Strategy is an act of design.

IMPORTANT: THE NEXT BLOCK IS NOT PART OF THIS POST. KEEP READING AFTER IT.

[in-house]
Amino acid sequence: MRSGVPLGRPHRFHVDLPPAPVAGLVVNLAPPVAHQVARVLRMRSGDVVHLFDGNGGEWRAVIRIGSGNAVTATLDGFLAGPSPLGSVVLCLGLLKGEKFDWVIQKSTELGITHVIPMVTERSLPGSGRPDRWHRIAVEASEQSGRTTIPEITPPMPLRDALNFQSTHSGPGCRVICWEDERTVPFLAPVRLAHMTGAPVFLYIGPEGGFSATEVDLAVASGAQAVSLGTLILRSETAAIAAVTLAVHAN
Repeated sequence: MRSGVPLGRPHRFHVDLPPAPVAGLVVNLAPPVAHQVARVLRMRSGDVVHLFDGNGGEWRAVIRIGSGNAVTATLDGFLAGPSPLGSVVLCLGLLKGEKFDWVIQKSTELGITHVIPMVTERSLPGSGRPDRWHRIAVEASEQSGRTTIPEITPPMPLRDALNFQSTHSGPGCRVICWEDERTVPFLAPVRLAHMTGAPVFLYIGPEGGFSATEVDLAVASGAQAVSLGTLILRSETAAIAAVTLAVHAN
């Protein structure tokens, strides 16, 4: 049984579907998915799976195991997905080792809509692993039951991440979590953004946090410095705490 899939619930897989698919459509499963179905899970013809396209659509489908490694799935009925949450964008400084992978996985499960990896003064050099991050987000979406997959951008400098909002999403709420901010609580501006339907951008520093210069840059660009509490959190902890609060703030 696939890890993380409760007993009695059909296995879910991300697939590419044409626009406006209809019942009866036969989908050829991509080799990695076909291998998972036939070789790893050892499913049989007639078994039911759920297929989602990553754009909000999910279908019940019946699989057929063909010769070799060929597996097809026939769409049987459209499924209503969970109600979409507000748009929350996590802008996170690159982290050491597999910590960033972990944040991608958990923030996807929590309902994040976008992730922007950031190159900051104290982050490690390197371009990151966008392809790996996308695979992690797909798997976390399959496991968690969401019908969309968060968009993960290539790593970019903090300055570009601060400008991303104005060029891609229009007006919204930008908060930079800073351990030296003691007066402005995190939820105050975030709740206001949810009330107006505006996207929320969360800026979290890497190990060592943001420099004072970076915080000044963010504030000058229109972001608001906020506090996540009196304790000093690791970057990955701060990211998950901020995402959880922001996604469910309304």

Think of a business model as if it were an automobile. Different car designs function differently—conventional engines operate quite differently from hybrids, and standard transmissions from automatics—and create different value for drivers. The way the automobile is built places constraints on what the driver can do; it determines which tactics the driver can use. A low-powered compact would create more value for the driver who wants to maneuver through the narrow streets of Barcelona’s Gothic Quarter than would a large SUV, in which the task would be impossible. Imagine that the driver could modify the features of the car: shape, power, fuel consumption, seats. Such modifications would not be tactical; they would constitute strategies because they would entail changing the machine (the “business model”) itself. In sum, strategy is designing and building the car, the business model is the car, and tactics are how you drive the car.